New CT Community Colleges president, faculty union leader agree: Challenges lie ahead with merger
Schools of all kinds are back in session across Connecticut. That includes the state's 12 community colleges. The colleges have recently earned Connecticut the top spot in Wallet Hub’s ranking of America's top community college systems – in part because of a state-subsidized tuition program.
But a big change is coming. In July of 2023, those 12 colleges are about to become one.
Consolidation of Connecticut’s community colleges has been in the making for more than a decade. In that time, the plan faced opposition from community college faculty, administrators and from some students. The merger talks gained steam in 2011, after then-Gov. Dannel Malloy inherited a large state budget deficit as the state slowly emerged from the 2008 recession. Along with funding challenges, past state leaderscited declining enrollment at community colleges. That’s a trend happeningacross the country, and the COVID-19 pandemic has exacerbated it. This past summer, the state hired a new person to tackle the many challenges of this merger, as the planned first semester of the combined entity approaches next fall.
Listening and leading
John Maduko is thefirst permanent president of the newly formed Connecticut State Community College, or “CT State.” He is tasked with turning 12 successful community colleges into one system with 12 campuses, all while helping to address a recently announced $200 million deficit.
Maduko said that “we're not going to erase the legacy of each of our 12 campuses.” Instead, he said he plans to structure his fall visits to each campus as an opportunity to meet with faculty, staff, and community and foundation members. “To speak to what this merger will be, in terms of efficiency [and] being more fiscally sound,” he said.
Seth Freeman is president of the Congress of Connecticut Community Colleges, the union that represents thousands of community college workers, and a professor at Capital Community College. He told All Things Considered there are plenty of concerns for Maduko to address, especially when it comes to plans to potentially centralize administrative support elements that are currently offered separately on each campus.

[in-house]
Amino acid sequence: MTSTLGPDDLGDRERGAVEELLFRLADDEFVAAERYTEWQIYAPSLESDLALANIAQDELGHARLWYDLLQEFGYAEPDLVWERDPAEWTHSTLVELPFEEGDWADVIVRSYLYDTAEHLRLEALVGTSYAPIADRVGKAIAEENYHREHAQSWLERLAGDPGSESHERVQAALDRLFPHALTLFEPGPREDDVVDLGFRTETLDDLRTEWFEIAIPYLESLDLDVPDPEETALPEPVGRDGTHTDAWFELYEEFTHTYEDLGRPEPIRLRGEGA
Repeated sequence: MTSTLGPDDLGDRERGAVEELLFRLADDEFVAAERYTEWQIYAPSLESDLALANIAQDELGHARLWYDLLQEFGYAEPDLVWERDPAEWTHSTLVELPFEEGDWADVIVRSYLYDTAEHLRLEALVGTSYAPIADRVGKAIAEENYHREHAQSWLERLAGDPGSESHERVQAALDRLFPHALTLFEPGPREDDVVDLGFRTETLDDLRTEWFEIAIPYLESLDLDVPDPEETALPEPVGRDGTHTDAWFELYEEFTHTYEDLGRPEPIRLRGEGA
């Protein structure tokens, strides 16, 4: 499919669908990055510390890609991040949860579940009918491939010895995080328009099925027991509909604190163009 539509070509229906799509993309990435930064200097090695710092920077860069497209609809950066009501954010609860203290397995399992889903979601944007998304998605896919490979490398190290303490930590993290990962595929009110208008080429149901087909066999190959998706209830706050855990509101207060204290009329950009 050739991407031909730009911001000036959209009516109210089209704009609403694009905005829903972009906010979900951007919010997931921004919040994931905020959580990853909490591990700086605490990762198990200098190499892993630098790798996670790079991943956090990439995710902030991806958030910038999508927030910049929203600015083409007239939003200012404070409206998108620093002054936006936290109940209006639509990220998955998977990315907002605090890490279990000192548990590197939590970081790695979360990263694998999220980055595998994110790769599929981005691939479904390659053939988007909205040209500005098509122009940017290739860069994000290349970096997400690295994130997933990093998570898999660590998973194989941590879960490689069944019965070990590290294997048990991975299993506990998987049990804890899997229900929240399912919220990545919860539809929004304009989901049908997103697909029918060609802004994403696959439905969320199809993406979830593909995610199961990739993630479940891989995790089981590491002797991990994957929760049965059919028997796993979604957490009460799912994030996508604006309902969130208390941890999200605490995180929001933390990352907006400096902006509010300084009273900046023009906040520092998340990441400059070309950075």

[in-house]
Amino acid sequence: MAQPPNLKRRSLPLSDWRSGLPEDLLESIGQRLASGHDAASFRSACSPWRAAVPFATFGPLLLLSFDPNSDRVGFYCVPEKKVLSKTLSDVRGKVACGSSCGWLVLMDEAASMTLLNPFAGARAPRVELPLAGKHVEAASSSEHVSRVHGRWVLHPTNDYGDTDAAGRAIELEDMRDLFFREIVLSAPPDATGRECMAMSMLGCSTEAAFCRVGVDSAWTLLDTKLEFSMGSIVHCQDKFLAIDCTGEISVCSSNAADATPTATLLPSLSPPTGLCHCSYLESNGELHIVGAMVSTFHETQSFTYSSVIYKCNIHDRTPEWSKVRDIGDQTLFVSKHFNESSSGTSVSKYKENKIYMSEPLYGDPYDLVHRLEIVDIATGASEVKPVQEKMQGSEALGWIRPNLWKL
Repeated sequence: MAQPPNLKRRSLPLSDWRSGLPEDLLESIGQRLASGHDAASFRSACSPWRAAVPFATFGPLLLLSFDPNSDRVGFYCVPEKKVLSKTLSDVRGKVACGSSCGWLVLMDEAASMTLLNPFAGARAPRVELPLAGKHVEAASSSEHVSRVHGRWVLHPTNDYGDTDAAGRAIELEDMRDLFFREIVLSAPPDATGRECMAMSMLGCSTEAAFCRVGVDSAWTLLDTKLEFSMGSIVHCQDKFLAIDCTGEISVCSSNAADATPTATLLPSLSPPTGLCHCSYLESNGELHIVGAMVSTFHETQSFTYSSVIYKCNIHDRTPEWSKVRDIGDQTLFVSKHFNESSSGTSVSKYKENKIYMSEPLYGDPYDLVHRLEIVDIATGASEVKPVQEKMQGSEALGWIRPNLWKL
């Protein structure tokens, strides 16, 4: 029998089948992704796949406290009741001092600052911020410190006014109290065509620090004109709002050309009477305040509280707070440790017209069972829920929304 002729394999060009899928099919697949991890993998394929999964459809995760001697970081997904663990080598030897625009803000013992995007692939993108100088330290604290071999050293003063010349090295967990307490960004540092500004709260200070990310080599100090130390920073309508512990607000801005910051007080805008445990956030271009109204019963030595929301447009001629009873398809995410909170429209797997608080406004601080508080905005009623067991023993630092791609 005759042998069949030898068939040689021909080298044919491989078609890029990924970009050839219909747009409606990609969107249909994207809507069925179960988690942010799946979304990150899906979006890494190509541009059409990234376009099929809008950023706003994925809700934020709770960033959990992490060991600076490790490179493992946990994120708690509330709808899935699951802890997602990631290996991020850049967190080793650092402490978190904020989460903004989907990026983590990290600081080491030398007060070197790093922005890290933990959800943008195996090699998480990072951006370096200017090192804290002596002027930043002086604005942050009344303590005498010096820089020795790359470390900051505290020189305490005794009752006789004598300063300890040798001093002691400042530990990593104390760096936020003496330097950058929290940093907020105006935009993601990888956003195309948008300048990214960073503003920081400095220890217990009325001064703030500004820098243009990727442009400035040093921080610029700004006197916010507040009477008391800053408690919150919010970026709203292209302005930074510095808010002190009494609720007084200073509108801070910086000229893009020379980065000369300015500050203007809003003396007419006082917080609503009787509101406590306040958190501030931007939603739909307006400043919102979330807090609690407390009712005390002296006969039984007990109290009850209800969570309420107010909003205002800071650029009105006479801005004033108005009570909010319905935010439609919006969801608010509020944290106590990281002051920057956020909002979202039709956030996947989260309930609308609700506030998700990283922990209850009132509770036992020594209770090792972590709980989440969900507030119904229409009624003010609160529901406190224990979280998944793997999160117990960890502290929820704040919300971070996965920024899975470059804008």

“The lack of enrollment is a challenge. But with that said ... the plan to cut and ... disinvest in our community colleges is not a plan that's going to increase enrollment,” Freeman said. “If our students come to any one of our campuses and they find offices that are either understaffed or ... don't have the resources they need, those students aren't going to come back.”
Freeman was particularly worried about a proposal to get rid of campus-specific academic department heads and possibly some campus-specific departments altogether. However, Maduko tells CT Public that such a move is not set in stone.
“Currently, the faculty union and our labor relations are in negotiations and discussions on the very fact [of] department chairs,” Maduko said. “We've actually reintroduced the idea of department chairs, and now as a concession that I supported and let my team know, to put back on the table.”
He said the system’s counterproposal is a “form” of department chairs that would be located at each individual campus. When asked what he meant by “form,” Maduko replied, “in terms of, like, the number of department chairs.”
Freeman says some of the goals of the consolidation make sense for students, like standardizing the curriculum, cutting back-end costs by merging IT services and ensuring that credits transfer between each of the community college campuses.
Maduko tells CT Public he will do his best to make sure unique programs, like those that cater to the military, will be preserved at their home campuses.
“We’re not trying to have a uniform cookie-cutter approach, right? There are 12 individual strengths that we’re going to leverage,” Maduko said. “But there are areas of duplication, there are common areas as it pertains to gen-eds and students seeking to transfer to the university that we feel that we can optimize across the 12 locations throughout the state.”
As he makes his way to meet with stakeholders at the 12 locations, Maduko says he wants to reassure staff that with consolidation and academic accreditation for the new system, each campus can still “adhere to the mission and values of the institution.”
Union president Freeman said he will wait and see, because he believes the board leading the consolidation effort has lacked transparency so far.
“Until the details of the plan are worked out ... until faculty and staff across the state have had an opportunity to ensure our voices are heard, it's hard to assess the veracity of that statement,” Freeman said. “The way that this process has unfolded, the Board of Regents have not met what's happening in the staff or our unions in a transparent and honest way.”
The Board of Regents, which has overseen the consolidation effort so far, directed CT Public to Maduko for a response to Freeman’s concerns over lack of transparency.
“I can’t speak to situations when I wasn’t here,” said Maduko, who was hired by the Board of Regents over the summer. “I don’t speak for the state … I don’t speak for the Board of Regents, but as CT State president, ultimately it’s my responsibility to make sure that we have a balanced budget.”